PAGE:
If you are an application developer or a development DBA I want you to think about what I am about to say. Think about it long and hard. When it comes to IO, at the core, there are really only two things one can do.

And as far as "write" goes we get granular by a factor of three.

So, at most we have four things to deal with. That is pretty simple. So why is there so much developers have to do in their code before they even get to these four simple things (create, read, update, delete)?

When I created my open source WAMP/LAMP framework named zenyan I set out to encapsulate the IO layer and provide a simple interface to the API user. This contract consists of two methods. One that writes to the database. You tell me which one of three write statements you want to perform by providing the DML (it can be easily extended to support stored procedures) and we will take care of everything else for you. In fact, back in 2002 the first "real" java code I wrote was a lightweight data access API that encapsulated all this complexity and exposed two methods for the user. It was actually the first Java program I wrote when my OOP light bulb finally turned on a little brighter and I thought to myself, "hey, I think I finally get encapsulation.”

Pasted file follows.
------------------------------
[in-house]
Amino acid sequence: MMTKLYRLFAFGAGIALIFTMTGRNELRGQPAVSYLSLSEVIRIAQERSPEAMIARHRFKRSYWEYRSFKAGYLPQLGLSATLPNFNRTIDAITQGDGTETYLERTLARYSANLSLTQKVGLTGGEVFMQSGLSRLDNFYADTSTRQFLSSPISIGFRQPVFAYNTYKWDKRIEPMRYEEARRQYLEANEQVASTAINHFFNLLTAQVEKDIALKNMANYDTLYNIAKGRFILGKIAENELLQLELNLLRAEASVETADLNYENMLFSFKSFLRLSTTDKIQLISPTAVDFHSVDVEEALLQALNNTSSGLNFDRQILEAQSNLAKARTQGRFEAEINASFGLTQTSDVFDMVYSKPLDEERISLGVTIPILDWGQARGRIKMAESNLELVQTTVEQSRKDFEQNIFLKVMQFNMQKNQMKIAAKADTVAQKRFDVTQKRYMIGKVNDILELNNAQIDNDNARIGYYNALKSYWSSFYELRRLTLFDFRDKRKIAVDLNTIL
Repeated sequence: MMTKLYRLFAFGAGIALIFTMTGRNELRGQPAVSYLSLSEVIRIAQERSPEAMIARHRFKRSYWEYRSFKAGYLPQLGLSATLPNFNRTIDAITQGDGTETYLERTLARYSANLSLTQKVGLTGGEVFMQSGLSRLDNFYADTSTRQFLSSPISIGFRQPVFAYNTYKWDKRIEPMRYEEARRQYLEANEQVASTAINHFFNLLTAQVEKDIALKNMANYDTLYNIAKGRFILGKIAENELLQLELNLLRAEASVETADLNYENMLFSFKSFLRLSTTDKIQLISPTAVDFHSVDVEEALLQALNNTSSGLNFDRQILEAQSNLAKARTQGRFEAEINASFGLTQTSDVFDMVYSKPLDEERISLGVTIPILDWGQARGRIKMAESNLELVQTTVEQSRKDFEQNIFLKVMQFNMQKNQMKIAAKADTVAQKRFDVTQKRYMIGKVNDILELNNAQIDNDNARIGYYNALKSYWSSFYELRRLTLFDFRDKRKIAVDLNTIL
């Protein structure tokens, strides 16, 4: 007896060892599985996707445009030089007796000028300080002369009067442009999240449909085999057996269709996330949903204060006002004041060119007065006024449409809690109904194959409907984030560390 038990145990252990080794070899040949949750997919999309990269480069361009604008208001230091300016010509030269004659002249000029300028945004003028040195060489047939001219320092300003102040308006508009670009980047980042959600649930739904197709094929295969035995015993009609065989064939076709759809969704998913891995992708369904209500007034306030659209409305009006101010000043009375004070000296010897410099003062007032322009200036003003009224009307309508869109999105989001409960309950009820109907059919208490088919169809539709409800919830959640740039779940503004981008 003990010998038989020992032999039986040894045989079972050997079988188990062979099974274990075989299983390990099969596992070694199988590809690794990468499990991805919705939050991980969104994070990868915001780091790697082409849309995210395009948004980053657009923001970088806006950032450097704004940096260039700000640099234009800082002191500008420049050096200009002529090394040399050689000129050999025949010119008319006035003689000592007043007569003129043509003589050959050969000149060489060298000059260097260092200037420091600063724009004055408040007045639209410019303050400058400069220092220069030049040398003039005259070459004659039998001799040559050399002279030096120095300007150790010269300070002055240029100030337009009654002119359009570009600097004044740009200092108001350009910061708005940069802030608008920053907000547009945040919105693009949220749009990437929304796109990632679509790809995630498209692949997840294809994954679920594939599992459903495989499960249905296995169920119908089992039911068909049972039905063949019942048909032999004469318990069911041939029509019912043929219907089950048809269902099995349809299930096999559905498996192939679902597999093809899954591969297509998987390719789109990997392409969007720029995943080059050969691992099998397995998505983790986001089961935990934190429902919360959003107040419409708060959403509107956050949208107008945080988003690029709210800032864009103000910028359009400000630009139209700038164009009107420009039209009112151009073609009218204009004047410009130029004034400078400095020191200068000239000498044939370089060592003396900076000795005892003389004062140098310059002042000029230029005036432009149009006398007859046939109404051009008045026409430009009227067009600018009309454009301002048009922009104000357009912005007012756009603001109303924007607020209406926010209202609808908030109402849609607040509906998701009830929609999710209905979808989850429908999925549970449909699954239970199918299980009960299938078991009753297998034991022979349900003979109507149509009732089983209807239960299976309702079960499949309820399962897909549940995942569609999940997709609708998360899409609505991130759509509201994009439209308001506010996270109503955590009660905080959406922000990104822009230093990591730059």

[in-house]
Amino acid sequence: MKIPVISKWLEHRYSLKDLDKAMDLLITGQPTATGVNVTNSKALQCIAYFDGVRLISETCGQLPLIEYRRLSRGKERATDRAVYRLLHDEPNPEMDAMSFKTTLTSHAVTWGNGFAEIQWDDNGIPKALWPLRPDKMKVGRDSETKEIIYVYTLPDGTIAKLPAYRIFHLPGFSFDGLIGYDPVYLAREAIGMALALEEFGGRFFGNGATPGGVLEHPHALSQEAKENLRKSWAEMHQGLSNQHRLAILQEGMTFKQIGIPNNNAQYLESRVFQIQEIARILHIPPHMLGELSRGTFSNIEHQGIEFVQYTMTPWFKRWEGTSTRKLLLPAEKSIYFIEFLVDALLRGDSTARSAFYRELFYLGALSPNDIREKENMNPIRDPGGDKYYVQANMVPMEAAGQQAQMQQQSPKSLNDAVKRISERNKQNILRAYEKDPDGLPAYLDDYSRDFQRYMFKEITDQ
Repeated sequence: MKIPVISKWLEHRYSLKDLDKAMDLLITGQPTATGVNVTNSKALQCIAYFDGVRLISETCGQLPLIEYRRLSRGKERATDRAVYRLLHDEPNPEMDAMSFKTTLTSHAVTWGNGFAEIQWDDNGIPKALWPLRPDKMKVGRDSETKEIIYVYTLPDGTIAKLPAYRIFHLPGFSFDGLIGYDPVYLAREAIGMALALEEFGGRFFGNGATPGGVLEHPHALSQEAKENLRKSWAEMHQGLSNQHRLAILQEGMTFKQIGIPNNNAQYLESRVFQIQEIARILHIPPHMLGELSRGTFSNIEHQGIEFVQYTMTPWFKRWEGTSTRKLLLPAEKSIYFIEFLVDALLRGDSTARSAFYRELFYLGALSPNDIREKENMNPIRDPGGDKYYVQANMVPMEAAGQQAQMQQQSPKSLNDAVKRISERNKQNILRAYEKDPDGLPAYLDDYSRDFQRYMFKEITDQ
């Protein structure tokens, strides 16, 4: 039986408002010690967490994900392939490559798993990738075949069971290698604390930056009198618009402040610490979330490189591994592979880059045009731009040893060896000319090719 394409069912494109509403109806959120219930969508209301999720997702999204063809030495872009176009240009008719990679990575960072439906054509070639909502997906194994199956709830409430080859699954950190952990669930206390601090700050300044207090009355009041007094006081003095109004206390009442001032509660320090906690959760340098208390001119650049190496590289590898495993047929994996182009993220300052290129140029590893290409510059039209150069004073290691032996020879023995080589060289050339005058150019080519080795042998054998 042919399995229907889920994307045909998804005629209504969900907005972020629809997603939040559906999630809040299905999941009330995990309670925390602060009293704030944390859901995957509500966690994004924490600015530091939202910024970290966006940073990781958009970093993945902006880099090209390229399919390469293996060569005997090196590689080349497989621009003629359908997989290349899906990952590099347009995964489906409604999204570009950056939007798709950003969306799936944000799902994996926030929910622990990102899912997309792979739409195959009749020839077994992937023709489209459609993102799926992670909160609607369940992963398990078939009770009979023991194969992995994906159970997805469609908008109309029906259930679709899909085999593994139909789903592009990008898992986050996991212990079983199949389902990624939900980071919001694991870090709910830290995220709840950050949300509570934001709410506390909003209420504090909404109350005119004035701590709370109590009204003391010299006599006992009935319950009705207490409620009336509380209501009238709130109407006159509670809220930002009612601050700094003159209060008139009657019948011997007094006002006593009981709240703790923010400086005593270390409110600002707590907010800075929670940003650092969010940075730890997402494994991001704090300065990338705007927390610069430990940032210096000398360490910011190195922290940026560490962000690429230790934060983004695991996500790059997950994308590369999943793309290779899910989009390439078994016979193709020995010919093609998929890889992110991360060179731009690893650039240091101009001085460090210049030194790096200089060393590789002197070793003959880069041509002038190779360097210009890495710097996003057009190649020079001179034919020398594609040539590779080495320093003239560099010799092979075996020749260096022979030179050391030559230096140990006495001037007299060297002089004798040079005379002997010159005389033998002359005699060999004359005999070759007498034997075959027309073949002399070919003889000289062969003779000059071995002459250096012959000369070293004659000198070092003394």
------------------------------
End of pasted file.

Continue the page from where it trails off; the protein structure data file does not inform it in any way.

In terms of that older Java API and my data access API in zenyan, when it comes to reading from the database you tell us what you want and also tell us how you would like the data returned to you. A hash (key/value pairs... as in json enabled), raw, delimited, array, tabular. This API can even be extended to provide soap, xml, or whatever format you want to add.

The whole point behind this strategy is to marry the resultant data set with what is read from the database. Key/Value pairs line up well with web forms. Tabular lines up with grid controls. Even though SQL does not inherently mate with object-oriented design and typical user interface patterns, it really is not that hard to take a record set, encapsulate the complexity and mate things up in a more natural way.